I agree that, if the wiring is connected as per the diagram, it is likely to be the headlamp switch still giving a feed from the dynamo to the coil as you say. Having looked at the wiring diagram this is my take on how it SHOULD work
The wiring diagram with the 7 pole switch shows the switched power feed is from Terminal 3, via the ignition switch, to the coil terminal SW.
It shows a second wire from The SW side of the coil to terminal 7 and from there to one side of the Red Spot lamp in the ammeter. There is also a wire from the the D terminal wire of Dynamo (power feed from dynamo) to terminal 6 and from there to the other side of the Red Spot lamp.
It is my understanding that this circuit causes the Red Spot lamp to illuminate when the ignition is turned on i.e. power feed from battery via ignition switch travels via coil SW to terminal 7, through Red Spot lamp and then via Terminal 6 to Dynamo D wire which, as the Dynamo is producing no charge, is earthed via the charging circuit.
When Engine starts and Dynamo is charging the Red Spot now has a power feed from Dynamo D wire via Terminal 6 AND battery power via Terminal 7 and as there is now no potential difference across the bulb (so no current flow) the bulb goes out.
Now for the bit I am not quite sure about but it makes sense to me....When you switch the ignition off that cuts the power (current) from the battery to the SW side of the coil. Whilst the second wire to the coil SW, which is now being fed Dynamo power via the Red Spot bulb circuit described above, the Red Spot bulb (according to an article on the Vincent owners clud site) is only rated at 0.6 watts so it only draws 0.1amps which is not enough current to operate the ignition coil and therefore the engine stops.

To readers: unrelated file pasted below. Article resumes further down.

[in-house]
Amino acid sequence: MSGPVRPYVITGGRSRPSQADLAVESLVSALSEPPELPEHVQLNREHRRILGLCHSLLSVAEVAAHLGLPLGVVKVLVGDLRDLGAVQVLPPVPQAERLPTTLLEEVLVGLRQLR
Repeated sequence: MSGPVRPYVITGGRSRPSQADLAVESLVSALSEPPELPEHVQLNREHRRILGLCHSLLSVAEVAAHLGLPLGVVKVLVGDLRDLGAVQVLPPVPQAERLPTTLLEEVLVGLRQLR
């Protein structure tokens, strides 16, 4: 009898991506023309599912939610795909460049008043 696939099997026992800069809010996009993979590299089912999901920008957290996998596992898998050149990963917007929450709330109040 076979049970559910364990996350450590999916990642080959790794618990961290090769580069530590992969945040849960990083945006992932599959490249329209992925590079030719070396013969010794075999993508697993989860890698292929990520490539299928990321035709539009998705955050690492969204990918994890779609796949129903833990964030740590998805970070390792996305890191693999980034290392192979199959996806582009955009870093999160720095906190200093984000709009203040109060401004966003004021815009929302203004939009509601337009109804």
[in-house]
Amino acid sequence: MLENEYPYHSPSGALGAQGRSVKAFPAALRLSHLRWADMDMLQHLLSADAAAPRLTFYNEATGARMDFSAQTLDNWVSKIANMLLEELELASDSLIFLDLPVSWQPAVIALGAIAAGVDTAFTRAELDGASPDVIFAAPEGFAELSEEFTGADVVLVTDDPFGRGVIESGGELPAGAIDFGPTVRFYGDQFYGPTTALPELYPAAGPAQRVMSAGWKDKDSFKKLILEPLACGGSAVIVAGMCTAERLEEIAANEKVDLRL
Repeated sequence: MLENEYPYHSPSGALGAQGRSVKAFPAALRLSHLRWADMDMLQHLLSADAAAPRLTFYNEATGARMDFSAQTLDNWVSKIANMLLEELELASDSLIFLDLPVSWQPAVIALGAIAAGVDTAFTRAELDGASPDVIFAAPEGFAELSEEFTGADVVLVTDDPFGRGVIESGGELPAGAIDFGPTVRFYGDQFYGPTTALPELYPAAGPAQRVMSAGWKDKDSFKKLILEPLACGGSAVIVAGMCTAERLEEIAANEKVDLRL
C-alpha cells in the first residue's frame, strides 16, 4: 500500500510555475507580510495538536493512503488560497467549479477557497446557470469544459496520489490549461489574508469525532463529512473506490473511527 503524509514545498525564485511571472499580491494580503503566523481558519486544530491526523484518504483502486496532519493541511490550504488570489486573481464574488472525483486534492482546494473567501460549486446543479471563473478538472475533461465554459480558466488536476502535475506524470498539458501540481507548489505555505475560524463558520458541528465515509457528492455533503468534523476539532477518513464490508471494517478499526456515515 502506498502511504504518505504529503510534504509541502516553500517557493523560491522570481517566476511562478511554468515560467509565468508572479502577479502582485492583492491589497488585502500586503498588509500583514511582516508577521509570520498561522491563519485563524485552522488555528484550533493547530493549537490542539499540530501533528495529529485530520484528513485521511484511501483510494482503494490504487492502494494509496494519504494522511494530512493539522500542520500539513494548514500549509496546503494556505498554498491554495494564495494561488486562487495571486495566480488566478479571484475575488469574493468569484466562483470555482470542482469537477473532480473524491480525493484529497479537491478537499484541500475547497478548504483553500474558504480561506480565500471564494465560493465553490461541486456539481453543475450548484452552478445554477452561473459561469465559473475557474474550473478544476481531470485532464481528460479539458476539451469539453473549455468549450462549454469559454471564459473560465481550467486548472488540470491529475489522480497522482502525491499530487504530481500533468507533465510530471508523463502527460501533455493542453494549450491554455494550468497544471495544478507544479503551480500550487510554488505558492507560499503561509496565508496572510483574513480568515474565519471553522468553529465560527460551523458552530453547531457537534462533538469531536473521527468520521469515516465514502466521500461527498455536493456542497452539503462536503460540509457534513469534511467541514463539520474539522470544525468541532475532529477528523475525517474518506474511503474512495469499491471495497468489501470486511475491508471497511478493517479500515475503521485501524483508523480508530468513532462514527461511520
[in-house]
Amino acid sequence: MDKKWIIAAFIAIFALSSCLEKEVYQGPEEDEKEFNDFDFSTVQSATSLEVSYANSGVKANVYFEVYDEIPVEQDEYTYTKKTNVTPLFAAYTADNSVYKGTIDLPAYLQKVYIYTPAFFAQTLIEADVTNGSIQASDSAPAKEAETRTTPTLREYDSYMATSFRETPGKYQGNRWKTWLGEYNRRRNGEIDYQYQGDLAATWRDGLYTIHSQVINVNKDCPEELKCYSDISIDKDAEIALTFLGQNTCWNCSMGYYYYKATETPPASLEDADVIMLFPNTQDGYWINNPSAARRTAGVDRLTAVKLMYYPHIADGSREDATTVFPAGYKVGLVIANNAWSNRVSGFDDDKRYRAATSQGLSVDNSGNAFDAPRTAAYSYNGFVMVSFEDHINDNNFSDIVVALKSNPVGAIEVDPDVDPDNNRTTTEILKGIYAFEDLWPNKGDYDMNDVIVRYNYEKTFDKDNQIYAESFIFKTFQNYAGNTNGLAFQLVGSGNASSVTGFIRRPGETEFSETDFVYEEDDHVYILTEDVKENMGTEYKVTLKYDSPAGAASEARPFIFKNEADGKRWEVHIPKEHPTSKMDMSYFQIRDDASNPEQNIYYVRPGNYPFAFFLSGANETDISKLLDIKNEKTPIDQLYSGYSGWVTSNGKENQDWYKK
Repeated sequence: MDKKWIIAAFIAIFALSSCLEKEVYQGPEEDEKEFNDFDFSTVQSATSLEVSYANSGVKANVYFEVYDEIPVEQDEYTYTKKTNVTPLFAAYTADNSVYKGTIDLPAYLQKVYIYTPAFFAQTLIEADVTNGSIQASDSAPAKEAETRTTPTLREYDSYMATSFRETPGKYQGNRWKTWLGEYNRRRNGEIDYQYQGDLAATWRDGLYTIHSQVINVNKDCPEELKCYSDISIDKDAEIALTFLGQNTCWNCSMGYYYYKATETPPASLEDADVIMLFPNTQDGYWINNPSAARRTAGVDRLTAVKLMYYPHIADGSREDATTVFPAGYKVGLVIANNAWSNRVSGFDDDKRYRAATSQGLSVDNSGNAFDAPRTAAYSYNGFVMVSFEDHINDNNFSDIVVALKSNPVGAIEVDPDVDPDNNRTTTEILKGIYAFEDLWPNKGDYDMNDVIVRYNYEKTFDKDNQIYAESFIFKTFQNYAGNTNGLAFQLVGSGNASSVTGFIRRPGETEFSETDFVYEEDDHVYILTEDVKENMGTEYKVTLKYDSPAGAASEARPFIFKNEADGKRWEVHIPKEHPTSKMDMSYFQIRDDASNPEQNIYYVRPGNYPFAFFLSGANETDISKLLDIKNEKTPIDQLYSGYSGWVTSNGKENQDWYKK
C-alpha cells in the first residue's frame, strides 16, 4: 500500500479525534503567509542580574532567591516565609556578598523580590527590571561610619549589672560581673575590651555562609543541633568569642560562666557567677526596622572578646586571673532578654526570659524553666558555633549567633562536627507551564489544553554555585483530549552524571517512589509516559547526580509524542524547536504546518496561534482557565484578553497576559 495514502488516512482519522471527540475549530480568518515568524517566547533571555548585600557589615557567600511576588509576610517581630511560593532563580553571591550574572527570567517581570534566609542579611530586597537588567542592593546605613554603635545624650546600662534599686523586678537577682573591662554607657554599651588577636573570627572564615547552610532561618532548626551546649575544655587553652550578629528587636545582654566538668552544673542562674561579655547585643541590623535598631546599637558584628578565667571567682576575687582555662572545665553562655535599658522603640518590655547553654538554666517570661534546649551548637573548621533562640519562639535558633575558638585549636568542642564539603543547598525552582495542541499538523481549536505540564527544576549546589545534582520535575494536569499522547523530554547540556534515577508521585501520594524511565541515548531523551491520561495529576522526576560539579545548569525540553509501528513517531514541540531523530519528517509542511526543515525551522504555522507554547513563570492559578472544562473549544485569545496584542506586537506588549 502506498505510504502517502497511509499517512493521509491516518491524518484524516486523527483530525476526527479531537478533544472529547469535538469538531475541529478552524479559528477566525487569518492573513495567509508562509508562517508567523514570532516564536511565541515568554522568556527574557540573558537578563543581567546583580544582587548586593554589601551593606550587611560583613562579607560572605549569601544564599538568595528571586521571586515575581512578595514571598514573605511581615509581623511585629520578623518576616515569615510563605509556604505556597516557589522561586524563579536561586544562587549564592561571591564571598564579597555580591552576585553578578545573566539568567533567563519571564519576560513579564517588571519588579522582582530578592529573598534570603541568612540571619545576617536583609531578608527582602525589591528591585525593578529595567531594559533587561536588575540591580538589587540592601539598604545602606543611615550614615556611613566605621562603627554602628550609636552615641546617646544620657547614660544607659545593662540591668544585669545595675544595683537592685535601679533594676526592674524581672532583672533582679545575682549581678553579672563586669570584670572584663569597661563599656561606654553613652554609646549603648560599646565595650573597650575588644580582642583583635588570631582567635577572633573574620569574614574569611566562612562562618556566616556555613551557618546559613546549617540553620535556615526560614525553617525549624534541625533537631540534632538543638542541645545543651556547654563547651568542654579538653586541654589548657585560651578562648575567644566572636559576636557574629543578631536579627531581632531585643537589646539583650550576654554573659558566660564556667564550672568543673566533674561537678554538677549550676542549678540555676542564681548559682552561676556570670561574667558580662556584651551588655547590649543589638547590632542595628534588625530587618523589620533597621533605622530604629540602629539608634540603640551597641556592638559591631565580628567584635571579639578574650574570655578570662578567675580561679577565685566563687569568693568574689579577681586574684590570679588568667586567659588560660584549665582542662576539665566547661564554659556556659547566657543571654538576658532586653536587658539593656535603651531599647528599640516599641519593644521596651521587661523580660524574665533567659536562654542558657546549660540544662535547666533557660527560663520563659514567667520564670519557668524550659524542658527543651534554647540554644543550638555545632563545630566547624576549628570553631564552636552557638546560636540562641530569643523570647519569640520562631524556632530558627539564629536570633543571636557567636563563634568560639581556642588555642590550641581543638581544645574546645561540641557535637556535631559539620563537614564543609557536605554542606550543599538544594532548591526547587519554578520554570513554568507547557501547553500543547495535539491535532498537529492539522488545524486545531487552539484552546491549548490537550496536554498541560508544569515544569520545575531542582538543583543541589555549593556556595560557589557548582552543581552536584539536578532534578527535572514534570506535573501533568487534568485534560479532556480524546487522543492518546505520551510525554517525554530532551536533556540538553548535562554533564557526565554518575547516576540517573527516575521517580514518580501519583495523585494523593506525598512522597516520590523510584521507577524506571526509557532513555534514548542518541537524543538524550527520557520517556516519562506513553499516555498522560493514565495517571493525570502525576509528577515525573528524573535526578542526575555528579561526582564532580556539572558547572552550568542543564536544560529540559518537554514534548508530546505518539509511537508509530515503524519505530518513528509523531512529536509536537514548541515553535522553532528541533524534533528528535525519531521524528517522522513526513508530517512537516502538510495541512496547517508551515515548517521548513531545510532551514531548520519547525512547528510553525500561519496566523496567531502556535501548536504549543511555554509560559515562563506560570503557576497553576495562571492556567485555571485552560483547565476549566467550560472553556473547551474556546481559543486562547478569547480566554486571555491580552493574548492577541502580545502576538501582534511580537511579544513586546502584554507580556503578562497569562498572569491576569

So...first thing would be to disconnect the wire that goes from Coil SW to Terminal 7 and isolate / insulate the disconnected end. (It's only part of the Red Spot lamp circuit so should not effect anything else). If what I have said above is correct the ignition switch should work normally.
I think the most likely cause of the problem is that the light switch is providing battery power to terminal 7 or 6 when it is in the off position, you could check this using a volt meter.
As for the earth wiring I would wire the battery terminal to the earth point on the frame and use a separate wire from the regulator.
I would also suggest adding some fuses in the battery and charging circuit from the Regulator. Have a look at Simon's website here for some pointershttp://ariel-square-four.blogspot.com/p ... iring.html